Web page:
Packaging: it’s what’s on the outside that counts
Scientists at the PLAPIQUI research into the development and improvement of plastic films for food packaging.
Goizueta and the Packaging research team at the PLAPIQUI. Photo: CONICET Photography.

Preserving fruit and vegetables demands special care because, once collected, they continue ‘breathing’, resulting in quick deterioration. The proper manipulation of vegetables through a suitable selection of the packaging and the storage conditions extend the shelf life and help maintain the freshness and the organoleptic characteristics.

Since 90s, researchers of the Planta Piloto de Ingeniería Química -PLAPIQUI, CONICET-UNS- [Chemical Engineering Pilot Plant] have worked on the design of polymeric films to produce packages mainly for the food industry. “We noticed that companies promoted innovations. There are many products that are exported and use or could use modified atmosphere packaging technologies. For this reason, it would be very interesting for us to have national production material. With the knowledge our team generated we obtained specific equipment to work on the development of new materials”, Graciela Goizueta, principal professional of the CONICET at the Plant and coordinator of the Packaging area, states.

The higher the respiration rate in the packaging, the faster the product rots. That is why it is advisable to reduce the process so as to maintain its freshness. For this reason, the Modified Atmosphere Packaging (MAP) technique is used because it eliminates the air inside the package and replaces the air with a gas or a mixture of gases, carbon dioxide (CO2) and nitrogen, in general. The proportions of each one depends on the type of food to pack and in most cases CO2 rich and poor in oxygen environments are required because it is on these two that the product respiration rate is reduced.

Goizueta explains that the team is currently studying polyolefin-based materials. To regulate the permeability of the gases and adapt its mechanical properties to achieve higher flexibility, for instance, polyolefin elastomers are incorporated into the polypropylene, which is normally used for packaging production. “This kind of film is not available at the local markets, they have to be imported and for this reason we try to use the polypropylene as main polymer because of its low cost and the fact that it is locally produced. Nevertheless, as it is not very permeable to oxygen and water vapour, we modified it”, the researcher adds.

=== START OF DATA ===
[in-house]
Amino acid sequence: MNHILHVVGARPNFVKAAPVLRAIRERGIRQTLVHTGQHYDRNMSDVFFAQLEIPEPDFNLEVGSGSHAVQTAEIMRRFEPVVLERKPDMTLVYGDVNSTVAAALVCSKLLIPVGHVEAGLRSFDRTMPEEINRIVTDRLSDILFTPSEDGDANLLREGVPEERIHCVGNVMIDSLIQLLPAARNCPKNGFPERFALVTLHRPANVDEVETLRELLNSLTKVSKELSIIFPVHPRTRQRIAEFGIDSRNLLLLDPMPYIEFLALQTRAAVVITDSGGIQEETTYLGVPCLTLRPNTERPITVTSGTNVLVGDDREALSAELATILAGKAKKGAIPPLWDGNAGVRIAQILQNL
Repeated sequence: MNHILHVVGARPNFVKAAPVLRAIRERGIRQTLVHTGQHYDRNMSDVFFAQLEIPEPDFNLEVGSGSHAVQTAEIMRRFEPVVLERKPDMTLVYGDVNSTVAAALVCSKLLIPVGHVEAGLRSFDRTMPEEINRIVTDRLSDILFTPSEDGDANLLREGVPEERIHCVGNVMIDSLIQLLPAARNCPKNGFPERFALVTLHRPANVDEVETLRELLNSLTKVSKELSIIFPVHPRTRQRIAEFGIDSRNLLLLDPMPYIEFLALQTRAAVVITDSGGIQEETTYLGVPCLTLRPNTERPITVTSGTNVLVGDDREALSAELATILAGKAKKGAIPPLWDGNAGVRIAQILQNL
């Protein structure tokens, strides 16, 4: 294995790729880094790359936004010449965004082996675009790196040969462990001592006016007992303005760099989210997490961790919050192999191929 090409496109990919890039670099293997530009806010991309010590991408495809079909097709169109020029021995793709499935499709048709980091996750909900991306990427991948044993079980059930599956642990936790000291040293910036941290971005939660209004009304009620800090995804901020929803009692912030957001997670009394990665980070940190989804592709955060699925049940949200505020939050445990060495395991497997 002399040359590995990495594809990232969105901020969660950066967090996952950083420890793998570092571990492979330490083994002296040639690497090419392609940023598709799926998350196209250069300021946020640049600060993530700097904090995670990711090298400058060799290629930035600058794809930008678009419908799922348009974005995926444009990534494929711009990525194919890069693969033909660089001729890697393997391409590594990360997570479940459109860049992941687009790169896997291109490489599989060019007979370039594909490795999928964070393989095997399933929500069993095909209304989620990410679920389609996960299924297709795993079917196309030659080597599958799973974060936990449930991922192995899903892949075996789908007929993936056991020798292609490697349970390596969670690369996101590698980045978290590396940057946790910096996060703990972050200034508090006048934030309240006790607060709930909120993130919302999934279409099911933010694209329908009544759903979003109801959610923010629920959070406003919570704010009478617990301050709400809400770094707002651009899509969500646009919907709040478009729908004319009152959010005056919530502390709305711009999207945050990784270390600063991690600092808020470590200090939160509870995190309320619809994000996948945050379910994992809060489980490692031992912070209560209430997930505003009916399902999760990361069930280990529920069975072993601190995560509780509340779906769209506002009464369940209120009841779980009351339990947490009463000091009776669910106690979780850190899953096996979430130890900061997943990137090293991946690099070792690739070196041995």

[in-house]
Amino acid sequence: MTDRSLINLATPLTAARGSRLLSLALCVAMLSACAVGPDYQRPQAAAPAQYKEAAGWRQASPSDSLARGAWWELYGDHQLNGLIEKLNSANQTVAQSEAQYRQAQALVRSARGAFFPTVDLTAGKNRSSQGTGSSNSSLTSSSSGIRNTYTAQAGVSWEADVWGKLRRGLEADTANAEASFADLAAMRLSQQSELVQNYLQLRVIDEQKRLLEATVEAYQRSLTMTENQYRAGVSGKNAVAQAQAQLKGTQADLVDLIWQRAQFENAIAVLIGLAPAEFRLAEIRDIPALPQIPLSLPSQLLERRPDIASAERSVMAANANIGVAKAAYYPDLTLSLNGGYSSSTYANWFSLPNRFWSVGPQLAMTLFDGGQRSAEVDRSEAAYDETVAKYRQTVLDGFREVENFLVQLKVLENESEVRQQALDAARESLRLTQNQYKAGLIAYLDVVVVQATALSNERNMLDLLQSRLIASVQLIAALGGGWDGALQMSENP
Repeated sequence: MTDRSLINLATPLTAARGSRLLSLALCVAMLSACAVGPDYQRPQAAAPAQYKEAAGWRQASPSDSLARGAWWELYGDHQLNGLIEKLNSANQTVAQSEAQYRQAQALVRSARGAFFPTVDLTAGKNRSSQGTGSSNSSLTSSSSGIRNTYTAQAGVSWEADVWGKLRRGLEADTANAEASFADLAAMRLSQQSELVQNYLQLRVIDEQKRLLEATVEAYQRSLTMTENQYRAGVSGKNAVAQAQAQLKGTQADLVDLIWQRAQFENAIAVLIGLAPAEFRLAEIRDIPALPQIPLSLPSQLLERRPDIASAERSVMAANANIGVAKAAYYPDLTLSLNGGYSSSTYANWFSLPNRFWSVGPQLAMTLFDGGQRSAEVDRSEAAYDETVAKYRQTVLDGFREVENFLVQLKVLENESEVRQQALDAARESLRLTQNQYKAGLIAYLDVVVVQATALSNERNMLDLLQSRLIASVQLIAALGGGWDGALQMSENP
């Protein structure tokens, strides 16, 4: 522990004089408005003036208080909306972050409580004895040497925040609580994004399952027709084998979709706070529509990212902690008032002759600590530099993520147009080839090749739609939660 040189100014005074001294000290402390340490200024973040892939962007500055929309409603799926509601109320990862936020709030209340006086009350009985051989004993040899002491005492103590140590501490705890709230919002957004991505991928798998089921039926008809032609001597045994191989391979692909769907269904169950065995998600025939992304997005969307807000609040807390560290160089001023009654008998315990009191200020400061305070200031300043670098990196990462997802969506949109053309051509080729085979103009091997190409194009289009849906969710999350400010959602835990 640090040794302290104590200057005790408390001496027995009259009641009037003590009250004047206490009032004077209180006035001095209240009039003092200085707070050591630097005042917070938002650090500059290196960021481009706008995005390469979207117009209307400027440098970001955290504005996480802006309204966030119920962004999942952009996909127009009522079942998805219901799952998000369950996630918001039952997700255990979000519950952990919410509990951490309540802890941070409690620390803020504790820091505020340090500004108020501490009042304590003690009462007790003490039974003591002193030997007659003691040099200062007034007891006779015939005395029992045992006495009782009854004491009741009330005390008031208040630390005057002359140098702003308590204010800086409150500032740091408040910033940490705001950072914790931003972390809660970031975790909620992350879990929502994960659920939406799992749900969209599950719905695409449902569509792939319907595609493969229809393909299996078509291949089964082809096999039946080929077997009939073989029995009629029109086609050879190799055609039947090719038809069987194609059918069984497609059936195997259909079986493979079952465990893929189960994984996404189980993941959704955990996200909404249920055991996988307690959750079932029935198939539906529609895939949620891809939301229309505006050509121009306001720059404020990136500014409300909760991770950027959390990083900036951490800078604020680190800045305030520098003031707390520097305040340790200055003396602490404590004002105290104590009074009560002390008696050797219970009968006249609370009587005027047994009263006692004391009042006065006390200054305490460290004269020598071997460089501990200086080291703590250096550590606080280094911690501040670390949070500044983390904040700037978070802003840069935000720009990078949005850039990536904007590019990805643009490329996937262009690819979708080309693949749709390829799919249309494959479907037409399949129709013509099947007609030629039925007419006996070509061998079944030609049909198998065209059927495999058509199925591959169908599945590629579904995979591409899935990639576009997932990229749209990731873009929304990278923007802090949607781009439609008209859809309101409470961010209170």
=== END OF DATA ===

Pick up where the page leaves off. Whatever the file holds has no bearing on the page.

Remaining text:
Likewise, the engineer remarks the fact that other dry and greasy products such as snacks demand packaging that work as a barrier against oxygen to avoid its rottenness. For this reason, the researchers study polypropylene coated with natural polymers such as gelatine to generate a controlled atmosphere. This process is known as coating and it involves taking a base material and adding a different layer above it.

During the first stage, the scientists produced the gelatine films laminated with different compounds until they obtained films with good mechanical, flexible and transparent properties. Then, they tasted its adhesion to the substrate and measure the properties of the barrier.

For his part, Daniel Ercoli, principal professional of the CONICET at the PLAPIQUI, explains that the materials of commercial packaging have many layers and they are produced by coextrusion, that is to say, through an extruder, a machine that provides different plastics that then are combined to form bonded laminate adhesives. “We try to develop mixtures of materials so as to get one layer working as a barrier and to have easier manufacturing”, he states.

Ercoli also comments that they are studying the poly(lactic acid) (PLA), a bioplastic that is not produced in the country currently and it is used as an alternative for traditional films. It is obtained from the fermentation of corn or potato starch with Lactic acid bacteria and it is biodegradable. In the future, they are going to develop active packaging using gelatin as brackets for additives such as additives as bactericides and antioxidants that can migrate to packaged food.

Finally, Goizueta highlights that all studies focus on understanding the structure and properties of the polymers, and with this knowledge better results can be obtained. “We are constantly providing technical assistance to companies that process plastic to produce films and the converter ones, which are the ones that print, and laminate them with other materials and form the structure of the packaging. We advise on quality issues or to product failures. Furthermore, the team provides information to different industries of other sectors that use imported plastic material and ask us for support regarding alternatives to produce them locally”, the researcher concludes.

  • By Cecilia Leone.